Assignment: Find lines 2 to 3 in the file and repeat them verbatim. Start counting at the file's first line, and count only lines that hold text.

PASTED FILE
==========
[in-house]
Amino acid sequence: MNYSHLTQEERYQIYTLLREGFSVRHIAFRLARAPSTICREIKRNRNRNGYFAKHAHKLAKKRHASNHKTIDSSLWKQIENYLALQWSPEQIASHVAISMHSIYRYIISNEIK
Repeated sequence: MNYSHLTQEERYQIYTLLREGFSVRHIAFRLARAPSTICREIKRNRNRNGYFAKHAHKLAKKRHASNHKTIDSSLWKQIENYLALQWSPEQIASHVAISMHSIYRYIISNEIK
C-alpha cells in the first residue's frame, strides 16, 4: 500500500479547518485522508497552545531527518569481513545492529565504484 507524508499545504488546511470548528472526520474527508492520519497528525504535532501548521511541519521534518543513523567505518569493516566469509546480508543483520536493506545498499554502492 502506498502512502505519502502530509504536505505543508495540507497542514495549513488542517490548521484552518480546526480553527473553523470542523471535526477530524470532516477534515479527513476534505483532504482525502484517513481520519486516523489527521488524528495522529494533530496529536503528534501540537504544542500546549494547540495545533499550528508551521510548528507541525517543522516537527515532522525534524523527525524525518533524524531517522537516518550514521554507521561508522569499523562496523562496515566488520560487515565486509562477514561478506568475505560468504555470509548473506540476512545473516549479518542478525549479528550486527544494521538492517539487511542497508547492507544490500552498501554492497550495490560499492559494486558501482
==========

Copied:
Amino acid sequence: MNYSHLTQEERYQIYTLLREGFSVRHIAFRLARAPSTICREIKRNRNRNGYFAKHAHKLAKKRHASNHKTIDSSLWKQIENYLALQWSPEQIASHVAISMHSIYRYIISNEIK
Repeated sequence: MNYSHLTQEERYQIYTLLREGFSVRHIAFRLARAPSTICREIKRNRNRNGYFAKHAHKLAKKRHASNHKTIDSSLWKQIENYLALQWSPEQIASHVAISMHSIYRYIISNEIK